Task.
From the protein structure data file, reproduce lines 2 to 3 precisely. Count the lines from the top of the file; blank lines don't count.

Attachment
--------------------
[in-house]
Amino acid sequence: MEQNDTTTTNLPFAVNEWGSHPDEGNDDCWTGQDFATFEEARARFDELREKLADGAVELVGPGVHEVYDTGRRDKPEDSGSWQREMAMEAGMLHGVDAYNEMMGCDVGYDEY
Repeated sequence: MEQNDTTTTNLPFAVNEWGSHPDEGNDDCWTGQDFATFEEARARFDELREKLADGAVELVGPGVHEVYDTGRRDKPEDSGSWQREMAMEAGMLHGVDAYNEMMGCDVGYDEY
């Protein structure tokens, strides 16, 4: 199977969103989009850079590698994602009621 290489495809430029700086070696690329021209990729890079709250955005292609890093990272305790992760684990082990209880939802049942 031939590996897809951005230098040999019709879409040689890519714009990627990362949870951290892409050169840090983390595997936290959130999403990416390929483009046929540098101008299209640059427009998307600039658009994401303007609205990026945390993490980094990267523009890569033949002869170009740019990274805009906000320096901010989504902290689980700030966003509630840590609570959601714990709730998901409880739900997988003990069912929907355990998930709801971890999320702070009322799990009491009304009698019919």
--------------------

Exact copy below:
Amino acid sequence: MEQNDTTTTNLPFAVNEWGSHPDEGNDDCWTGQDFATFEEARARFDELREKLADGAVELVGPGVHEVYDTGRRDKPEDSGSWQREMAMEAGMLHGVDAYNEMMGCDVGYDEY
Repeated sequence: MEQNDTTTTNLPFAVNEWGSHPDEGNDDCWTGQDFATFEEARARFDELREKLADGAVELVGPGVHEVYDTGRRDKPEDSGSWQREMAMEAGMLHGVDAYNEMMGCDVGYDEY